There used to be a time when right-wing nutters were treated as a bit of a joke. After all, things didn’t end so well for their idol Adolf Hitler, and ever since his death in a German bunker his corrupt national socialist ideology has not exactly enjoyed any mainstream endorsement.
Anyway, Western governments have had more on their minds than neo-Nazis and their ilk. There was a new bunch of bad guys on the block, and those radical Islamists proved they were capable of large-scale atrocities, as demonstrated by dozens of attacks on Western targets around the world and the unforgettable events of 9/11, now 20 years ago.
In focusing attention on overthrowing despots like Iraq’s Saddam Hussein, Libya’s Muammar Gaddafi or, more recently, Syria’s Bashar Assad, in what we were all led to believe were successive attempts to deprive Islamist terrorists of shelter, support and finances, Western nations have taken their eye off the ball. They should have been paying more attention to the growth of the extreme right-wing movements from which evil killers like New Zealand mosque murderer Brenton Tarrant and Norwegian crazy Anders Breivik have emerged.
The fact they didn’t has proven to be a serious mistake. Because while everyone’s been distracted with fighting Islamic State (IS, formerly ISIS) and their offshoots in dusty, far-off hellholes, an Australian investigation broadcast this week shows domestic, right-wing extremists have been organising in suburban homes, just like the ones you or I might live next door to, and are far more sophisticated than most folk would ever believe.
There’s not just one group, either. The perfectly legal National Socialist Network has drawn members from Antipodean Resistance, The Lads Society, United Patriots Front, the European Australia Movement, Society of Western Australian Nationalists, Combat 18, The Base and even a local offshoot of America’s right-wing Proud Boys.
The cross-media investigation embedded a mole inside the NSN, equipped with video and audio recording gear, to expose the inner workings of a thoroughly modern race-hate outfit, and it’s certainly alarming stuff. Particularly when talk turns to Tarrant and his connection with the former leader of the NSN, Tom Sewell, who compares the man who murdered 51 people at two mosques in Christchurch with Nelson Mandela.
Unsurprisingly, those involved seem like regular guys. Except when they pose proudly before a large graffiti mural proclaiming ‘Hitler’ daubed on a railway station wall, or sing tuneless songs while waving flags celebrating the Ku Klux Klan in a cave located in the Australian bush during a purported camping trip.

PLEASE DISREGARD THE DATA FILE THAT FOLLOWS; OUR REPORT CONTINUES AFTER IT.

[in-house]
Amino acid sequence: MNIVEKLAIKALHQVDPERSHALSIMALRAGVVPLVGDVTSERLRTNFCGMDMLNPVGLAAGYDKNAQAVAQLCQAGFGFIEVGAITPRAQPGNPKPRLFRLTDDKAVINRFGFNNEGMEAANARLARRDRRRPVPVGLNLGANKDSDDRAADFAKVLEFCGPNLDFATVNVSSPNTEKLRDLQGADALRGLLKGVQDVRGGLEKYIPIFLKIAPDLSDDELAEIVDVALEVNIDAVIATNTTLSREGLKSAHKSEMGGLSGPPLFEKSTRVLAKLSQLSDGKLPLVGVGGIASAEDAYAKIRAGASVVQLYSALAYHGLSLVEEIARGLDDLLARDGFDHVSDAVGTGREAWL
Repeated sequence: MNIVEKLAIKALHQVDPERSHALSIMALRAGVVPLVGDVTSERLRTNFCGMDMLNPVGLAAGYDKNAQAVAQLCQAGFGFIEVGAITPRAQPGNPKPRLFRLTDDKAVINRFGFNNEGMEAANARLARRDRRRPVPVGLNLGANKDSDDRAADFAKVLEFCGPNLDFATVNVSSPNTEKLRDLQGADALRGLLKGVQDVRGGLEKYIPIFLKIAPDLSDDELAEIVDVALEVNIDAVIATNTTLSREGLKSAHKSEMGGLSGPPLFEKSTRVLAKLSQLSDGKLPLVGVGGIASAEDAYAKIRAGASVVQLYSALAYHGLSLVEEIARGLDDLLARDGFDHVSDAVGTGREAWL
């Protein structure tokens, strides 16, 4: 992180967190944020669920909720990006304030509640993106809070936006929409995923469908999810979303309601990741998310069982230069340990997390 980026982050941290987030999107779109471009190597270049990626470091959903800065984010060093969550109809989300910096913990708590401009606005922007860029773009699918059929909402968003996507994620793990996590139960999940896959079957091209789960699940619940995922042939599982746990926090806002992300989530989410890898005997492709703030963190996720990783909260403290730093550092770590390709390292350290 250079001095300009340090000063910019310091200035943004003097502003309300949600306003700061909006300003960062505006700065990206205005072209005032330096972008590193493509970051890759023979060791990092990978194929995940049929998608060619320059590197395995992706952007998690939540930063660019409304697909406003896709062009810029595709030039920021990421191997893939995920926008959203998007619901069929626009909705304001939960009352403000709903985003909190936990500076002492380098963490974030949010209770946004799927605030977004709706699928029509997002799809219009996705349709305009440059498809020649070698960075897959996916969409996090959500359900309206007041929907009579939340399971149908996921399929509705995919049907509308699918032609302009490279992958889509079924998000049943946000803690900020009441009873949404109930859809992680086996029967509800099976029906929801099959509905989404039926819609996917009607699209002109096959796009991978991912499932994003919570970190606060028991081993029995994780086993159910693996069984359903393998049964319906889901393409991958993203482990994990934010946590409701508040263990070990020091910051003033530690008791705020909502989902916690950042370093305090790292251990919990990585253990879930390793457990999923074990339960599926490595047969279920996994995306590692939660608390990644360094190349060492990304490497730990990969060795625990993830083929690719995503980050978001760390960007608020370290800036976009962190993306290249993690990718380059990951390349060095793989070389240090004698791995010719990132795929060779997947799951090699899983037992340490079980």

But alongside the familiar Aussie backdrop of horseplay and boxing practice in the back garden, barbecues and trekking through the bush, the language has far less charm. Talk of Jews as “parasites” that need to be sterilised or exterminated. Rambling nonsense and ridiculous oaths about “blood and honour.” The need to “defend my people.” Urgent calls to arms in readiness for the looming race war because, as one extremist caught on camera warns, “It’s coming dude. It’s not a matter of if, it’s when.”
It’s all there, and so too is the awareness of the need to stay under the radar with encrypted apps, complex security protocols and fake, multiple online identities. There is also an acknowledgement of the politics currently in play; how elected officials can be engaged and manipulated into offering tacit support for causes they may not fully understand.
But is this all really likely to lead anywhere? Or are they just like disenfranchised and disillusioned young white men in every Western society, who feel they are being left behind and treated as second-class citizens?
According to Australia’s top spook, Mike Burgess, the head of the Australian Security Intelligence Organisation (ASIO), although some of these online neo-Nazis “are just talking a good game, it could unfortunately spur someone on who’s on the fringe of that group.”
Of course, he’s right. Both Tarrant and Breivik inhabited the online netherworld of right-wing extremism before their murderous endeavours. And there are surely others out there just like them, but who are able to keep whatever drives them in check and under wraps before they do something catastrophic.
Judging by the extent of organisation the investigators uncovered, widespread gun ownership, the exhortations to raise funds, calls to buy up rural property as the first steps in forming a new, racist state and the encouragement to network domestically and internationally with fellow travellers, then don’t be surprised if that next extremist attack occurs in Oz.
While that might be the cause of much bloodshed, knowing what we know now, it should not be unexpected. One meeting caught on undercover camera finds a group of neo-Nazis swearing their oath: “It is my duty to be a warrior, to be strong and defend my people. It is my duty to speak the truth no matter the consequences. I may die, but my blood lives forever, until my end, this is my oath. Blood and honour.”
If that doesn’t ring alarm bells across Australia and beyond, then heaven knows what will.
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The statements, views and opinions expressed in this column are solely those of the author and do not necessarily represent those of RT.
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